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UK Migration Advisory Committee reports on new Immigration Salary List

29 February 2024

Only 21 occupations are recommended for inclusion on the new Immigration Salary List (ISL), which will replace the Shortage Occupation List (SOL) for the Skilled Worker route from 4 April 2024. Employers may find that this, combined with the increased minimum salary thresholds will significantly reduce the size of the eligible talent pool for sponsorship of overseas workers.

The recommendations are made following the Home Office’s request for a ‘rapid review’ and on the basis that a full review will be commissioned later in the year. The MAC’s report on the rapid review of the ISL is available here. This will be considered by the Home Office ahead of Immigration Rules being published on 14 March and coming into effect on 4 April.

Employers experiencing skills shortages should consider submitting evidence to the full ISL review later in the year once the scope of the review has been confirmed.

Which roles are included on the proposed ISL?

The MAC recommend 21 occupations for inclusion on the ISL. This represents 8% of job roles eligible for the Skilled Worker route by employment, in comparison with 30% of job roles that are currently covered under the SOL.

The recommended occupations are listed below. Of the 21 occupations, 18 are recommendations for the UK-wide ISL and 3 recommendations for the Scotland-only ISL.

Current code and new code New description  Salary threshold if on ISL  UK wide or devolved nation only 
1213 1212  Managers and proprietors in forestry, fishing and related services – add only “fishing boat masters” £30,960 Scotland only


 Laboratory technicians – all non-Health and Care Worker eligible jobs (requires 3 years or more experience) £30,960 UK-wide
3217  212 Pharmaceutical technicians – all non- Health and Care Worker eligible jobs £30,960 UK-wide
5236 5235 Boat and ship builders and repairers - all jobs £34,100 Scotland only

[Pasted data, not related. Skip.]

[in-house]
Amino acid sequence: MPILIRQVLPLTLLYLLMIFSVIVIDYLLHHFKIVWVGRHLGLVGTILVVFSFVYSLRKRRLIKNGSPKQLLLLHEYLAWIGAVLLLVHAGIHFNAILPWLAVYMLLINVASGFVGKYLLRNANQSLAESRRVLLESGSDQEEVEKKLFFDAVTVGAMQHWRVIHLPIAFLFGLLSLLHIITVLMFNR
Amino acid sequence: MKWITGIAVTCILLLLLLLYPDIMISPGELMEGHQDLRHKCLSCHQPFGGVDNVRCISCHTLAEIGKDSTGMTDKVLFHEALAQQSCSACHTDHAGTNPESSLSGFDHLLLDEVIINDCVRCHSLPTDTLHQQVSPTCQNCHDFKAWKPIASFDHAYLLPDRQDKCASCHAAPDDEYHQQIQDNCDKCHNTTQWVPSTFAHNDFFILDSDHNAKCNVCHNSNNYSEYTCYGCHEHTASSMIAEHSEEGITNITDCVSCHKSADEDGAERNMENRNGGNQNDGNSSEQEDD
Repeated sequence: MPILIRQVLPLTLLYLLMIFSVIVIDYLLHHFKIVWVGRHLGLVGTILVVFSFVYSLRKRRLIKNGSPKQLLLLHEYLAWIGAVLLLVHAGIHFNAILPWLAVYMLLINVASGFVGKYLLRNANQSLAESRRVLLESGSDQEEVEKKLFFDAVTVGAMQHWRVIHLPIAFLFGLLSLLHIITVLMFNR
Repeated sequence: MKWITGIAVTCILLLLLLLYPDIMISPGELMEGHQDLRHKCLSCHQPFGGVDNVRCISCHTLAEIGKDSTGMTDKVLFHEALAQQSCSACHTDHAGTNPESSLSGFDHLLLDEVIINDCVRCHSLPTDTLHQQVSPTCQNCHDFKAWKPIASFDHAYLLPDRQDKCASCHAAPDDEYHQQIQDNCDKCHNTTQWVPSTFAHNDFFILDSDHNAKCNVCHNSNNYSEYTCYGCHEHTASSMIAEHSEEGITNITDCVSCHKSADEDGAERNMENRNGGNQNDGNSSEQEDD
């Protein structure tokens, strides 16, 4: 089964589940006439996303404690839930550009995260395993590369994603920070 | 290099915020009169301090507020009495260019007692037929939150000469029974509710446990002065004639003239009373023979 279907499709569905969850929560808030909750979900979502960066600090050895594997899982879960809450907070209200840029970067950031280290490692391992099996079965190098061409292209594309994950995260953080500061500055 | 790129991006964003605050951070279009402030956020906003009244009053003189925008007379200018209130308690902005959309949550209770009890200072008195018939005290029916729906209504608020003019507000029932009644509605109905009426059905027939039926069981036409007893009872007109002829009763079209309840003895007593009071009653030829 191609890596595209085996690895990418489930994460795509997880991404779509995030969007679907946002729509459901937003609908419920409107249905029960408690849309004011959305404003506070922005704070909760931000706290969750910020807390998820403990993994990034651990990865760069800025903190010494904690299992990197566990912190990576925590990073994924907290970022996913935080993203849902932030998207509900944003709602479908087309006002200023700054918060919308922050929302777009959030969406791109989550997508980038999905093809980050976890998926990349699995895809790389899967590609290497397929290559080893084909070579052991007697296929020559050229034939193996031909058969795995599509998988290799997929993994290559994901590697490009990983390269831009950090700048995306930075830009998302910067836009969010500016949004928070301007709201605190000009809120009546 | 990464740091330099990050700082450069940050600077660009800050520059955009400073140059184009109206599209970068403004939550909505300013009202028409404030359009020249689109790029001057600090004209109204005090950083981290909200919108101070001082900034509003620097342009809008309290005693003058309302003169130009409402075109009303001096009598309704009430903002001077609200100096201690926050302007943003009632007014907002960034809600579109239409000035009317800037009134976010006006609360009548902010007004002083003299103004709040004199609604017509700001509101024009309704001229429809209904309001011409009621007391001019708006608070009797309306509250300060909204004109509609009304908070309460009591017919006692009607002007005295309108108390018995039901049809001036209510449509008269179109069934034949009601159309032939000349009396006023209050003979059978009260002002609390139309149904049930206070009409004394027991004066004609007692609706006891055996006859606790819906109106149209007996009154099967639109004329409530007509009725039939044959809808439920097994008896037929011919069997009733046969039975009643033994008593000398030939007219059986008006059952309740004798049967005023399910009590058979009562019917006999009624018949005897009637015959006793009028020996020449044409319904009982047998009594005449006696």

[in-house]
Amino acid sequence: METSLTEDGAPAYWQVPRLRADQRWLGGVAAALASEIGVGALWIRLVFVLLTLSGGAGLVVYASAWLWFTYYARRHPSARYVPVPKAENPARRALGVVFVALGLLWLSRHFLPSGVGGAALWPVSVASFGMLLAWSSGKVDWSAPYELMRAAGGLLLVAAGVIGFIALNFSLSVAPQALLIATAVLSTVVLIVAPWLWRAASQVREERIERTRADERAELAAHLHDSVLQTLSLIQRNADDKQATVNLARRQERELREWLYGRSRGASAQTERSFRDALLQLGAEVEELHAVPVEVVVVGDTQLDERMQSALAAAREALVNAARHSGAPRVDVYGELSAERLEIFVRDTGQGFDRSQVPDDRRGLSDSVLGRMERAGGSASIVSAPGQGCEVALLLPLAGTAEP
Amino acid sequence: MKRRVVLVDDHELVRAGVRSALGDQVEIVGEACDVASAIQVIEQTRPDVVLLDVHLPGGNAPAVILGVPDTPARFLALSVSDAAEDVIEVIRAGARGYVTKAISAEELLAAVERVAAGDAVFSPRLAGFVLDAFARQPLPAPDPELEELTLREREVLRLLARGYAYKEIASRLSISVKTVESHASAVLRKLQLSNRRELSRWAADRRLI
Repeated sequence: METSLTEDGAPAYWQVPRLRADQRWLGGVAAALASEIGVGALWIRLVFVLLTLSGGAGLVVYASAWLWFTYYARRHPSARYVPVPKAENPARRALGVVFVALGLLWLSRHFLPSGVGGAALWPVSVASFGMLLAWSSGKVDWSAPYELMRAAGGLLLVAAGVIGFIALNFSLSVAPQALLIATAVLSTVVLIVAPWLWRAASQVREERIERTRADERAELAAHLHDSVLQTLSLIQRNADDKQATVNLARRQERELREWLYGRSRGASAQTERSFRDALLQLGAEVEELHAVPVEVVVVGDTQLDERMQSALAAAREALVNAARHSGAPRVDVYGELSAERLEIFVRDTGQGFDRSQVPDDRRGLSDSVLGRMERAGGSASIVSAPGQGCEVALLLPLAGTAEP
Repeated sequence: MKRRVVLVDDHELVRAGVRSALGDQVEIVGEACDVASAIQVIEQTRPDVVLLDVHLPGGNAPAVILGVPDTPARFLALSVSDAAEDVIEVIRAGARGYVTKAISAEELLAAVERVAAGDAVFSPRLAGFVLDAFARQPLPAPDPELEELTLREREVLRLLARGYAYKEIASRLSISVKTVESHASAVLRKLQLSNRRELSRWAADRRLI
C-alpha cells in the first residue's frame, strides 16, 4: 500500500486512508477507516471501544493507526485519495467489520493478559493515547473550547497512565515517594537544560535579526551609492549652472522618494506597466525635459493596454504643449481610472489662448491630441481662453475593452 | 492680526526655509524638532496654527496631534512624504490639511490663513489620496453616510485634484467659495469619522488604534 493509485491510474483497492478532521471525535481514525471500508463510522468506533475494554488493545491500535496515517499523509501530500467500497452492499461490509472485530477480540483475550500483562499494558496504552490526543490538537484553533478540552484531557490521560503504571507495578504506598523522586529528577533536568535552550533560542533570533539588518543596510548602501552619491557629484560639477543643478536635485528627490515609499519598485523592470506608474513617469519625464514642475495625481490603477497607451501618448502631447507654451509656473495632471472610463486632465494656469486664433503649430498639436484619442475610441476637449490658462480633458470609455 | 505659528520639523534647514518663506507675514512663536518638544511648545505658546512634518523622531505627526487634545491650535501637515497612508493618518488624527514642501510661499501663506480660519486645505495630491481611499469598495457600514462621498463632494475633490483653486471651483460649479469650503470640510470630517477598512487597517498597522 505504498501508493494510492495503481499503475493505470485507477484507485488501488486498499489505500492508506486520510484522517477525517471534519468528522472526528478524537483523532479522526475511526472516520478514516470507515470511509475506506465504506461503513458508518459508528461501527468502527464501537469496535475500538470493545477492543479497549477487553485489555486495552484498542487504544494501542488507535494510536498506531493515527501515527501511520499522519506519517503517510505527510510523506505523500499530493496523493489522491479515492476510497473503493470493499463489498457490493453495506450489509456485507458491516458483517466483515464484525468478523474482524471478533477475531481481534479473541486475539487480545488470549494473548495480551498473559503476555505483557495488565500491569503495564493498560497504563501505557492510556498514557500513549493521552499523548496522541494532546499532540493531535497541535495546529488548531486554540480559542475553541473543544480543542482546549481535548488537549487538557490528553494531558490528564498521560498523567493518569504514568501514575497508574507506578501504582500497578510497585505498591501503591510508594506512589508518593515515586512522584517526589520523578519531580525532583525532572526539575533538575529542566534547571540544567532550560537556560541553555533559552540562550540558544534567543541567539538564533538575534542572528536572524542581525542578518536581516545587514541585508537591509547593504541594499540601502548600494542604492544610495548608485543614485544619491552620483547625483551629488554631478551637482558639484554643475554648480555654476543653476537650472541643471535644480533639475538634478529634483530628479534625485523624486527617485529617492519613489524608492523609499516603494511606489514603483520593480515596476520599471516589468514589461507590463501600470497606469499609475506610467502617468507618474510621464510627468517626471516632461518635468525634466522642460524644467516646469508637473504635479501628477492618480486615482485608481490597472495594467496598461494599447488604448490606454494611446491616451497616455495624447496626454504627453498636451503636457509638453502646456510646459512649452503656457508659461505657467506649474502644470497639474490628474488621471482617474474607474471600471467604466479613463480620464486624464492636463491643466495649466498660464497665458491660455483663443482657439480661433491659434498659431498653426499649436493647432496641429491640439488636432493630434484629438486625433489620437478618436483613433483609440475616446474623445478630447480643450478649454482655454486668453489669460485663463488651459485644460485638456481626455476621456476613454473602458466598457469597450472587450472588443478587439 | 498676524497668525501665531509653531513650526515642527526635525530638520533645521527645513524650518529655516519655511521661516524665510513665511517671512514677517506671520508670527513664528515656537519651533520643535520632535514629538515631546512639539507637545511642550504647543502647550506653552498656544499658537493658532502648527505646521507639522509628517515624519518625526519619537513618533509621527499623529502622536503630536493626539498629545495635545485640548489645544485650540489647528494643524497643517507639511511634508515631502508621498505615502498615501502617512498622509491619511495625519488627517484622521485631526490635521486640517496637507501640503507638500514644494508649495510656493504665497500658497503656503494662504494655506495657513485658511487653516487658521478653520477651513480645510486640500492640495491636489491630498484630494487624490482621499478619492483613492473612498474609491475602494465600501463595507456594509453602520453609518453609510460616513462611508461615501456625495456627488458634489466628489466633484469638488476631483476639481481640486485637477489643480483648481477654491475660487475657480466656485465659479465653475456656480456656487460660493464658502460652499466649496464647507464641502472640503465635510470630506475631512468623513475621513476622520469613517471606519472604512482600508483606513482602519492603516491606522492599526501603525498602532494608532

5312 5312 Stonemasons and related trades - all jobs £32,400 UK-wide
5312 5313 Bricklayers - all jobs £30,960 UK-wide
5313 5314 Roofers, roof tilers and slaters – all jobs £30,960 UK-wide
5319 5319  Construction and building trades not elsewhere classified – add only "retrofitters" £30,960 UK-wide
6139  6129  Animal care services occupations not elsewhere classified - add only “racing grooms”, “stallion handlers”, “stud grooms”, “stud hands”, “stud handlers” and “work
£30,960 UK-wide
2111 2111 Chemical scientists – only jobs in the nuclear industry £35,200 Scotland only
2112 2112 Biological scientists - all non- Health and Care worker eligible jobs £37,100 UK-wide
2114 2115  Social and humanities scientists – only archaeologists £36,400 UK-wide
3411 3411 Artists – all jobs £32,800 UK-wide
3414 3414  Dancers and choreographers – only skilled classical ballet dancers or skilled contemporary dancers who meet the standard required by internationally recognised UK ballet or contemporary dance companies. The company must be endorsed as being internationally recognised by a UK industry body such as the Arts Councils (of England, Scotland or Wales). £31,200 UK-wide
3415 3415 Musicians – only skilled orchestral musicians who are leaders, principals, sub-principals or numbered string positions, and who meet the standard required by internationally recognised UK orchestras. The orchestra must be a full member of the Association of British Orchestras. £35,300 UK-wide
3416  3416 Arts officers, producers and directors – all jobs £37,500 UK-wide
3421 2142 Graphic and multimedia designers - all jobs £30,960 UK-wide